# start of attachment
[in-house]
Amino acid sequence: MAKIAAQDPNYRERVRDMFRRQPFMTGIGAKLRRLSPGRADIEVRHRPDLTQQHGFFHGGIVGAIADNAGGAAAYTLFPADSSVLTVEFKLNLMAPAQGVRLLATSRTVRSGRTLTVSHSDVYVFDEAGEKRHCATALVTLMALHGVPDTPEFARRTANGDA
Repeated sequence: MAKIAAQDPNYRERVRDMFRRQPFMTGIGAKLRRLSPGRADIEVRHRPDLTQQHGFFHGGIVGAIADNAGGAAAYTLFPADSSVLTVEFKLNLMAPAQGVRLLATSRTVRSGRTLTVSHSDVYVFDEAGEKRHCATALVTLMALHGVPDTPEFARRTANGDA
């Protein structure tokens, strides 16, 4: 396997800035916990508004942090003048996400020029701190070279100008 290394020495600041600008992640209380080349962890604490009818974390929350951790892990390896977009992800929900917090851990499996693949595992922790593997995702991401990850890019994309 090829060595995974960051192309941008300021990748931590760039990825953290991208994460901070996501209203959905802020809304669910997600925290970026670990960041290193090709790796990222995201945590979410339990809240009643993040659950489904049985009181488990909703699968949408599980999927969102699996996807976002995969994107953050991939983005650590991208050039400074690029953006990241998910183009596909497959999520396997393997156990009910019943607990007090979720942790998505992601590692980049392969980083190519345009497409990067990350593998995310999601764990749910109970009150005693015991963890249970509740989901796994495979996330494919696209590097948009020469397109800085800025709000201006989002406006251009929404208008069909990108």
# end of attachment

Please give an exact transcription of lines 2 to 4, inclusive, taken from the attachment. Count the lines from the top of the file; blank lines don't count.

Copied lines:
Amino acid sequence: MAKIAAQDPNYRERVRDMFRRQPFMTGIGAKLRRLSPGRADIEVRHRPDLTQQHGFFHGGIVGAIADNAGGAAAYTLFPADSSVLTVEFKLNLMAPAQGVRLLATSRTVRSGRTLTVSHSDVYVFDEAGEKRHCATALVTLMALHGVPDTPEFARRTANGDA
Repeated sequence: MAKIAAQDPNYRERVRDMFRRQPFMTGIGAKLRRLSPGRADIEVRHRPDLTQQHGFFHGGIVGAIADNAGGAAAYTLFPADSSVLTVEFKLNLMAPAQGVRLLATSRTVRSGRTLTVSHSDVYVFDEAGEKRHCATALVTLMALHGVPDTPEFARRTANGDA
């Protein structure tokens, strides 16, 4: 396997800035916990508004942090003048996400020029701190070279100008 290394020495600041600008992640209380080349962890604490009818974390929350951790892990390896977009992800929900917090851990499996693949595992922790593997995702991401990850890019994309 090829060595995974960051192309941008300021990748931590760039990825953290991208994460901070996501209203959905802020809304669910997600925290970026670990960041290193090709790796990222995201945590979410339990809240009643993040659950489904049985009181488990909703699968949408599980999927969102699996996807976002995969994107953050991939983005650590991208050039400074690029953006990241998910183009596909497959999520396997393997156990009910019943607990007090979720942790998505992601590692980049392969980083190519345009497409990067990350593998995310999601764990749910109970009150005693015991963890249970509740989901796994495979996330494919696209590097948009020469397109800085800025709000201006989002406006251009929404208008069909990108």